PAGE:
Rizvi launchpad was his decision to take up the cause of Taseer's assassin Mumtaz Qadri, who he praised as a ghazi/ warrior for killing Taseer who had come out in support of Asia Bibi, the jailed Christian woman accused of blasphemy. Rizvi wanted him to be pardoned and proclaimed a hero for the faith, however, Qadri was executed in February 2016, Rizvi and his supporters gathered in Islamabad and sat on a dharna while teargassing and rioting broke out. The protestors demanded the recognition of Mumtaz Qadri as a martyr, the conversion of his Adiala Jail cell into a national heritage site, the execution of Aasia Bibi, the removal of Ahmadis and other non-Muslims in key posts, and the assurance that the blasphemy laws would not be diluted. The protests were held under the banner of Tehreek-e-Labaik Ya Rasoolullah (TLYRA). Although he did not achieve much, his popularity among a rapidly rising population of young, infuriated, illiterate, unemployed men, especially in Punjab and parts of Sindh to its south began to grow. He was given the title of an 'Allama' (a great scholar of the faith) a title he upheld until his death.
2. Exploiting the 2017 election law reform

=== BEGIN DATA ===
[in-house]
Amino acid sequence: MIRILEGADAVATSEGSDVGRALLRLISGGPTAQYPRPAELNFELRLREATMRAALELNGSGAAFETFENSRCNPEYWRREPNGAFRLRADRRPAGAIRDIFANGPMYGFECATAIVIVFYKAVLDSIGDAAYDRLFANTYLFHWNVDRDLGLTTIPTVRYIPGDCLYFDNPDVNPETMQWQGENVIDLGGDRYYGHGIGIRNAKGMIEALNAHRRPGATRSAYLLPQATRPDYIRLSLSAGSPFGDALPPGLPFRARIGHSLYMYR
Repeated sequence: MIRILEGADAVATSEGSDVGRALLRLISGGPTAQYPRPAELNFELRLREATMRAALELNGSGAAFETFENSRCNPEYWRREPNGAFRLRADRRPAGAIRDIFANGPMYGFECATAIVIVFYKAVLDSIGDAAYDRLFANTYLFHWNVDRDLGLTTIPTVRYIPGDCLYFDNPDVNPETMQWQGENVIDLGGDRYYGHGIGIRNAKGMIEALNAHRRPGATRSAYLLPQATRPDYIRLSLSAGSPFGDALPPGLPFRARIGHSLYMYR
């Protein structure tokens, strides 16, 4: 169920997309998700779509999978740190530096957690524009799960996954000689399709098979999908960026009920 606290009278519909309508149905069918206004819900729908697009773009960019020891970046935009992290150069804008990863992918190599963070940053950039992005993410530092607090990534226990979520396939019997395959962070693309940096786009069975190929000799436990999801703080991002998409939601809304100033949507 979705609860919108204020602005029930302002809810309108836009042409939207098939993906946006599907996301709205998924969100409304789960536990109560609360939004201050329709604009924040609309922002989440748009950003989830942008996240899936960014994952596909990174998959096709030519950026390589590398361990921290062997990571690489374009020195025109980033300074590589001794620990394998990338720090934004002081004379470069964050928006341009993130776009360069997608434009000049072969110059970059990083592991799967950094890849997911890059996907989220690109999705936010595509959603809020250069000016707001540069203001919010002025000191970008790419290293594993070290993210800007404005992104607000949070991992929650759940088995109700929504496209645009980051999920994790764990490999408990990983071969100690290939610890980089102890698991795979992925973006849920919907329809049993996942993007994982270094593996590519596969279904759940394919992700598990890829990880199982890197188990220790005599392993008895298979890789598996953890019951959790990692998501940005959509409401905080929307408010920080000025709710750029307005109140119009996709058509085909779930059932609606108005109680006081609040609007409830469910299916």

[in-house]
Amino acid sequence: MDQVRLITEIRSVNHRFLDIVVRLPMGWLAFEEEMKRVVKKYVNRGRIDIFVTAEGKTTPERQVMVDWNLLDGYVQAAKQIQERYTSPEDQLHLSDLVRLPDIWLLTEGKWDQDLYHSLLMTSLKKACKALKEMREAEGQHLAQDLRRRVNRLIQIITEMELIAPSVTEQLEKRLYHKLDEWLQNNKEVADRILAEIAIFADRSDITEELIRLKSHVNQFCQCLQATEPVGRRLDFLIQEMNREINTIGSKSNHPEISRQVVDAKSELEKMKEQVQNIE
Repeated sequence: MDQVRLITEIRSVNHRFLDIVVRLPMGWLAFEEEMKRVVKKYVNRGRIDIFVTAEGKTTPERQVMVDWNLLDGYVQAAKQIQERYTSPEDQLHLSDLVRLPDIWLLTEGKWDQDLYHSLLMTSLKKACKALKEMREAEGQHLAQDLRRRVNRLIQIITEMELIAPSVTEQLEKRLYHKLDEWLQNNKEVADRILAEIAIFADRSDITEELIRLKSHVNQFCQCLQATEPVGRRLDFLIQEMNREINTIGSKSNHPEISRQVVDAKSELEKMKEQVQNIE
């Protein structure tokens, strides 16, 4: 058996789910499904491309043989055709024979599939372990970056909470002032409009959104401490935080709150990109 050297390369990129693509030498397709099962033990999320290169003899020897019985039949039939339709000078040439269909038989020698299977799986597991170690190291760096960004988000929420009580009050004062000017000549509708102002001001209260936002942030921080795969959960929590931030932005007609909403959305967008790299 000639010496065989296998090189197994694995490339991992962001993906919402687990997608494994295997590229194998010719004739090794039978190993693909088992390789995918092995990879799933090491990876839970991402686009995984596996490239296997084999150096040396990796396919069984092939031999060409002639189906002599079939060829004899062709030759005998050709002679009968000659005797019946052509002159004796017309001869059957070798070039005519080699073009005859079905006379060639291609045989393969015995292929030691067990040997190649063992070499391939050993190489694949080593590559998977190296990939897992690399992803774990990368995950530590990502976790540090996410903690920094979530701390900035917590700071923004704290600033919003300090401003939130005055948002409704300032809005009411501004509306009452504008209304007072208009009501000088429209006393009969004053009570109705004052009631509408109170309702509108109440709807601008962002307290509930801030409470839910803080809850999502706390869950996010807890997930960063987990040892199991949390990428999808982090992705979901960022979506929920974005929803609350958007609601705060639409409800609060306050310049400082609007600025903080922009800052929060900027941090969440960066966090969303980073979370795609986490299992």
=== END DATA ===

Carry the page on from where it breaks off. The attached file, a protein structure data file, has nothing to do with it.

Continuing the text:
Rizvi returned with more power to Islamabad on November 2017. He and his followers initiated a three weeks long sit-in at Faizabad interchange Islamabad, paralyzing life in both cities for nearly a month. This time the trigger was an attempt by the then Nawaz Sharif's administration attempt to reform the 'Elections Act, 2017′ containing a controversial amendment in the nomination paper about the finality of Prophethood (Khatm-e-Nabuwat). Rizvi alleged that this was aimed at diluting the anti-Ahmadi provisions. Although the amendment garnered criticism in religious circles against the ruling party, Rizvi emerged as the most vocal person, and he organized various protests in Lahore and finally staged a three weeks long sit-in at Faizabad interchange Islamabad. This time Rizvi brought the government to its knees. The Pakistani Army, which had refused to use force to evict the protestors after which the government reached a deal with Rizvi, where not only was the amendment rolled back, the Law Minister also resigned after issuing an apology. (Kalbe Ali, "Who is Khadim Hussain Rizvi?," Dawn, 20 November 2020)